Jack Edwards

William “Jack” Jackson Edwards III (1928-2019) served as a Republican representative from Alabama to the Congress from 1965 to 1985. He was among the first wave of Alabama Republicans, as the party gained traction after the passage of the Civil Rights Act of 1964. He was an expert on national defense and supported the defense industry through his lobbying efforts.

Jack Edwards Edwards was born in Birmingham, Jefferson County, on September 20, 1928, to William Jackson and Sue (Fuhrman) Edwards. Edwards’s great-great grandfather William F. Aldrich was at that time Alabama’s most recent Republican congressman, having served from 1897 to 1901. Edwards received his early education from public schools and graduated from Shades Cahaba High School in Homewood in 1946. He enlisted in the United States Marine Corps in July 1946, attained the rank of corporal, and attended the United States Naval School (an academy and college preparatory school) in 1947 and 1948. He continued his military service as a sergeant from September 1950 to September 1951 during the Korean conflict. Following his military service, he attended the University of Alabama, where he earned a bachelor’s degree in business administration in 1952 and a law degree two years later. He was elected president of the Student Government Association, was selected for membership in Who’s Who in American Colleges and Universities, and was a member of the U.S. Junior Chamber (Jaycees), Kappa Alpha Order social fraternity, and Omicron Delta Kappa national leadership honor society. In 1954, he taught business law at the University of Alabama in 1954 and also married Jolane Vander Sys, and the couple had two children.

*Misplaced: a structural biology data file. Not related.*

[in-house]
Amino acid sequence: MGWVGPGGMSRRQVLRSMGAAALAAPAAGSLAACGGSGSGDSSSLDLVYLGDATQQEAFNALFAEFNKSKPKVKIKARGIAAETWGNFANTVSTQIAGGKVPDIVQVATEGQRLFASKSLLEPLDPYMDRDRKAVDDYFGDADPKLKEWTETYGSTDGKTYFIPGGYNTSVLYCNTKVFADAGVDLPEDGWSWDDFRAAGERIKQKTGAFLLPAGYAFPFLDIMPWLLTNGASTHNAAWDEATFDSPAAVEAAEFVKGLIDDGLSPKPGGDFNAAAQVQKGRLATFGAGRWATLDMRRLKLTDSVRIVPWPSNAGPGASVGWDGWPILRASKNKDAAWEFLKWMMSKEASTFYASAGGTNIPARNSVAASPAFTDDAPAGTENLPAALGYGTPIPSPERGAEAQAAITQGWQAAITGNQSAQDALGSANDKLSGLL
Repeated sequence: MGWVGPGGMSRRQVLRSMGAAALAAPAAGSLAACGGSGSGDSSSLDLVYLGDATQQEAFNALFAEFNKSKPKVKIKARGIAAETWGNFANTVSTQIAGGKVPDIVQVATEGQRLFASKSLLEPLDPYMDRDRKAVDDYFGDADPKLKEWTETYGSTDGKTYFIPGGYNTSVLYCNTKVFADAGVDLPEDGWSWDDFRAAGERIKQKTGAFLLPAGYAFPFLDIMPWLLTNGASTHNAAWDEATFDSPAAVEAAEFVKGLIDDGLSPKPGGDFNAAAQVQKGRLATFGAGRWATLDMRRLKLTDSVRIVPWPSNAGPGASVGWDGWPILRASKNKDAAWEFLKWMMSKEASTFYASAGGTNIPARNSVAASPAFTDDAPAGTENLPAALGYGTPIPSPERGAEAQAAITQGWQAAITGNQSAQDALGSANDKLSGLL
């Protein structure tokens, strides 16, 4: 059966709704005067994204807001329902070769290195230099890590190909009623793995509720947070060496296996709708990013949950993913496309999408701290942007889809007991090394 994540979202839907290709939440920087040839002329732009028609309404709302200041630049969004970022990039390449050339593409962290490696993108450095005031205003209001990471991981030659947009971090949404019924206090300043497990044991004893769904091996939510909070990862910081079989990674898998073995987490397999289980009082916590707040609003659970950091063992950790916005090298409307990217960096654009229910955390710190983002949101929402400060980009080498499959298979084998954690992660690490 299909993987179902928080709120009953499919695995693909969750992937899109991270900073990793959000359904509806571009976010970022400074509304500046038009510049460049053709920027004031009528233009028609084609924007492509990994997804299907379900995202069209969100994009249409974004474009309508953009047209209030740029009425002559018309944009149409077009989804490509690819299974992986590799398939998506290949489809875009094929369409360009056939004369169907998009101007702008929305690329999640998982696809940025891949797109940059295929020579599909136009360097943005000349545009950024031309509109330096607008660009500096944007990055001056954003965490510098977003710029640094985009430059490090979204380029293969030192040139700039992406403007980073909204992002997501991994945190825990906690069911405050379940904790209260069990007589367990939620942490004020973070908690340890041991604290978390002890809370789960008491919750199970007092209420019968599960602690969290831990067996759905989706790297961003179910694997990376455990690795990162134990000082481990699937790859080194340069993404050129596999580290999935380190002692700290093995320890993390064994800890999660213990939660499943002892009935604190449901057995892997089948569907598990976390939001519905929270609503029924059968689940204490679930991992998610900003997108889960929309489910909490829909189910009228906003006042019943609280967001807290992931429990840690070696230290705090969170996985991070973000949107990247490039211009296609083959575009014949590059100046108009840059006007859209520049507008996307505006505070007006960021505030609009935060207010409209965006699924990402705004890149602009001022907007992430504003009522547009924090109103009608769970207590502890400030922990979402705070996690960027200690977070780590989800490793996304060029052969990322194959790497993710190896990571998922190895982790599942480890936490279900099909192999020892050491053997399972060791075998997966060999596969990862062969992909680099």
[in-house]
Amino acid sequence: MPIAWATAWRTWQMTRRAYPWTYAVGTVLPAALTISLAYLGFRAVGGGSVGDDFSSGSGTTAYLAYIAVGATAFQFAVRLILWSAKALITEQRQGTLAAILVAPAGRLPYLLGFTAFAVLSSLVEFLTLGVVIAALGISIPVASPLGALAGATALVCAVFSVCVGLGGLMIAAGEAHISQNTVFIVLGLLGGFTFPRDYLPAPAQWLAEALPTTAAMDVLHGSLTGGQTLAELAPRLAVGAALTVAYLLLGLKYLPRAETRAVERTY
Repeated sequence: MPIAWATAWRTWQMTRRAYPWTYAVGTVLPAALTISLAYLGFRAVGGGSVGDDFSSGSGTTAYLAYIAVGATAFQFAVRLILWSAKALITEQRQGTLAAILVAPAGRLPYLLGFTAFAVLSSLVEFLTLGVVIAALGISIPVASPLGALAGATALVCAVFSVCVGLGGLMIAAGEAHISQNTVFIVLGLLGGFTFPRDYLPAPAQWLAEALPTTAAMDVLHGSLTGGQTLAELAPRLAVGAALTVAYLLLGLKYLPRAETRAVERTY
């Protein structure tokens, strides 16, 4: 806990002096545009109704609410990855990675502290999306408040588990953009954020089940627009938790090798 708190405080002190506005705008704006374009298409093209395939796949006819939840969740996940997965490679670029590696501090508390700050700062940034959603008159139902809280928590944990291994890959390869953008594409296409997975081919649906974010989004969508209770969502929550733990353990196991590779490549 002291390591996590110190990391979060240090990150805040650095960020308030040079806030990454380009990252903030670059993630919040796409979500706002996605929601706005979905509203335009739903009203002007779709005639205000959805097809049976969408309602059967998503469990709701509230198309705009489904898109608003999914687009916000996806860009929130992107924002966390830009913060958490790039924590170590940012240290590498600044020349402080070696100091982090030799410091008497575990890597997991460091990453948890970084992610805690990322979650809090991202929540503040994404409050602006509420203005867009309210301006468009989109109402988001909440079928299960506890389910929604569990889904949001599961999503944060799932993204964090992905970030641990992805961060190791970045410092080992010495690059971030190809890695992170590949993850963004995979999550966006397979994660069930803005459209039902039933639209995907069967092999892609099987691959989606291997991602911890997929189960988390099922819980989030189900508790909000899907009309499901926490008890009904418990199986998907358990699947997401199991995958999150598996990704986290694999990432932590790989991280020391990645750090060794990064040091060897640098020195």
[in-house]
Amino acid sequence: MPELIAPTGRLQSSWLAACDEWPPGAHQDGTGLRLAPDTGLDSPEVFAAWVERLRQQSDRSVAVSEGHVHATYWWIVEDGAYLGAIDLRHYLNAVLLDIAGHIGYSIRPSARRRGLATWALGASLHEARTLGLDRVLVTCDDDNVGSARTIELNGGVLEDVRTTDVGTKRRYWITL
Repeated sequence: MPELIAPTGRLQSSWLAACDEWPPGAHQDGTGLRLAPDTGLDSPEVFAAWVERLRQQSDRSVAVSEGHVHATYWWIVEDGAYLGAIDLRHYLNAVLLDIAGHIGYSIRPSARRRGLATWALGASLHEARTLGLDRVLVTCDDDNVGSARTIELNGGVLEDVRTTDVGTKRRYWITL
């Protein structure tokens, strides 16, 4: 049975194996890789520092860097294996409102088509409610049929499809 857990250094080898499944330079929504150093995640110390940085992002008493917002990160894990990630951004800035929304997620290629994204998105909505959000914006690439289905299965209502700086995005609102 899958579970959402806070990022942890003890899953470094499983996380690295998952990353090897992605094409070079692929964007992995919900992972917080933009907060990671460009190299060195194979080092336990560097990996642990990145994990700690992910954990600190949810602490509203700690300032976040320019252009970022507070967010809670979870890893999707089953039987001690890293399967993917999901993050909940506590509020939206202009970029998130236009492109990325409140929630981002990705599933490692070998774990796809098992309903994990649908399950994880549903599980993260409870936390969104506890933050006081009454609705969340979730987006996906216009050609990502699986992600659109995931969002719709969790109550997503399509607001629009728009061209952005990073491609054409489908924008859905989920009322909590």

That same year, Edwards was admitted to the Alabama State Bar, and the family relocated to Point Clear, Mobile County, where he practiced law until 1964. He was an active member of the Republican Party in Alabama when there was little support for it statewide. In addition to his law practice, Edwards was the general council for the Gulf, Mobile, and Ohio Railroad from 1958 to 1964 and served on the Transportation Advisory Committee to the Mobile City Planning Commission from 1960 to 1963. The Alabama Junior Chamber of Commerce (Jaycees) named Edwards the Outstanding Local President for 1961-1962. He was named one of the Ten Outstanding Young Men of America by the U.S. Junior Chamber of Commerce in 1964.

In 1964, Edwards won the seat previously held by Frank Boykin in a complicated election resulting from Alabama’s loss of a House seat owing to redistricting. Edwards defeated the Democratic candidate, state senator John Tyson Sr., by a 19-point margin, benefiting from redistricting and pro-integration constituents who had switched to the Republican Party in response to passage of the Civil Rights Act of 1964. He later voted against the Voting Rights Act of 1965 and the 1968 Civil Rights Act. He was one of five Republican winners of House seats for Alabama during presidential candidate Barry Goldwater’s sweep of the state. Alabama’s First District—comprising Washington, Mobile, Baldwin, Escambia, and Monroe Counties and part of Clarke County—became strongly Republican, and Edwards was reelected nine times without serious opposition.